The business leaders of Flint and its new corporation, General Motors, were shocked as Menton defeated his opponents handily. Menton amassed 3,456 votes to Atwood’s 2,615 and Wildanger’s 1,183.
The Flint Daily Journal observed that, “No election that the city of Flint has held within its history has been a source of greater surprise.” Flint had become only the second city in America to elect a Socialist mayor.
The Socialist victory was resounding. In addition to Menton, they elected three aldermen (city councilmen), two county supervisors, one justice of the peace, the city assessor, one member of the board of education, and one constable.
The Socialists had never before elected anyone to office in the city of Flint, primarily because they never had seriously campaigned prior to the 1911 election. Their victory could be attributed, in part, to a massive voter registration effort spearheaded by campaign manager William Jackson to get out the vote. The Journal reported “an energetic campaign has been waged in every ward by the socialists and they are working hard today to place themselves upon the city’s political map.”
Authors Young and Quinn wrote of Menton’s amazing victory: “This distinct shock to the ‘old Flint’ people and the business and industrial men suggested the unpredictability of the thousands of ‘new’ people who had been drawn to Flint from every point on the compass.”
Menton was hardly a newcomer to the area. He was born in Saginaw in 1866 and moved to Flint at the age of four. He spent 41 of his 45 years in Flint prior to the 1911 election.
At the age of 15 he left school and began as a cigar maker’s apprentice. Doctors advised him to take up athletics when work in the cigar factory resulted in a frail physique and failing health.
Menton was an accomplished swimmer, a baseball player and served as a manager and instructor in an athletic association.
For 28 years he had been a union cigar maker and served as president of the local cigar makers’ union. He served for ten years as secretary-treasurer of the Central Labor Union and was secretary of the state socialist organization from 1902 to 1905. He had also been the Michigan member of the Socialist National Committee.
Menton lived in a modest home, bought and paid for out of his earnings as a cigar maker. His wife was an enthusiastic
Socialist and the party’s candidate for a position on the school board.
Other Socialists swept into office with Mayor Menton included Aldermen J. Melvin Wood, Orrin G. Castle and Louis Trafelet.
The Flint Socialists reported to The Detroit News Tribune that their total campaign expenses for the 1911 election amounted to $96.90.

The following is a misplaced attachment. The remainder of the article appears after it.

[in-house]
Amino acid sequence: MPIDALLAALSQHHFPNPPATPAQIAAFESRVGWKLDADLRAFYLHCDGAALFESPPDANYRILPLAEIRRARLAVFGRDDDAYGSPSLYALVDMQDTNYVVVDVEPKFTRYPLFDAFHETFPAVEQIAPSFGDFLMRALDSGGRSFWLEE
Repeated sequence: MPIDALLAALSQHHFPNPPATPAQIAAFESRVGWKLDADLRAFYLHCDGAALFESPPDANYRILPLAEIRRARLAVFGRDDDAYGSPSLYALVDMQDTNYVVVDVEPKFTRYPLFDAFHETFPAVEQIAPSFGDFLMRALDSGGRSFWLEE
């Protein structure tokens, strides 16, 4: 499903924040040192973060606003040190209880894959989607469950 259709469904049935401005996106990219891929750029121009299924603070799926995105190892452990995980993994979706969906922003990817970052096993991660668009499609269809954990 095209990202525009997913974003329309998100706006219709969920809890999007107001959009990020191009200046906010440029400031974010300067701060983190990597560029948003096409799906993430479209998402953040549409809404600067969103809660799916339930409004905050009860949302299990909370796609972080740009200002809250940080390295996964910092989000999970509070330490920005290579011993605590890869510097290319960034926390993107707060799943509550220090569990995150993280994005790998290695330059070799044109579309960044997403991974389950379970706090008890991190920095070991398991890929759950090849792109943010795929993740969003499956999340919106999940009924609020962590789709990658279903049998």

John Menton’s first public address as Flint mayor raised few eyebrows and generated little controversy. The Flint Daily Journal reported, “If there were any..who had the impression the socialists were about to offer anything of a revolutionary character in the conduct of the city’s affairs, they were disappointed.”
Menton, however, touched off a political tempest when he nominated a black man, George Artis, to become Flint’s police commissioner. Artis was a carpenter and a staunch Republican. The Journal believed the appointment to be the first of its kind in the country.
The Journal’s front-page headline exclaimed (all in caps) “COLORED MAN IS NAMED BY MENTON.” The accompanying article noted “…none of the aldermen…have anything against him as a man…but…they do not propose to have other than a white man holding a public office in Flint.” Despite their electoral success, the Socialists controlled only 3 of 12 votes on the city council and Artis’ appointment was never approved.
Menton later defended his appointment of Artis stating, “In my opinion, the fact that he is a colored man is no reason why he should not be recognized as a proper incumbent of any office that he is capable of filling.”
Many measures pushed by Menton’s administration caused little commotion. The Socialists pledged to stamp out disease, clean up dusty and muddy streets, improve parks, encourage property owners to comply with laws designed to prevent fires, close down blind pigs which sold liquor illegally, push for a new ordinance to create an office of electrical inspectors to oversee installation of electrical apparatus, support a boulevard plan which would lead to city ownership of the riverfront and provide better access to riverfront parks, get city council meetings started on time, improve collection of garbage, and push for inspection of milk.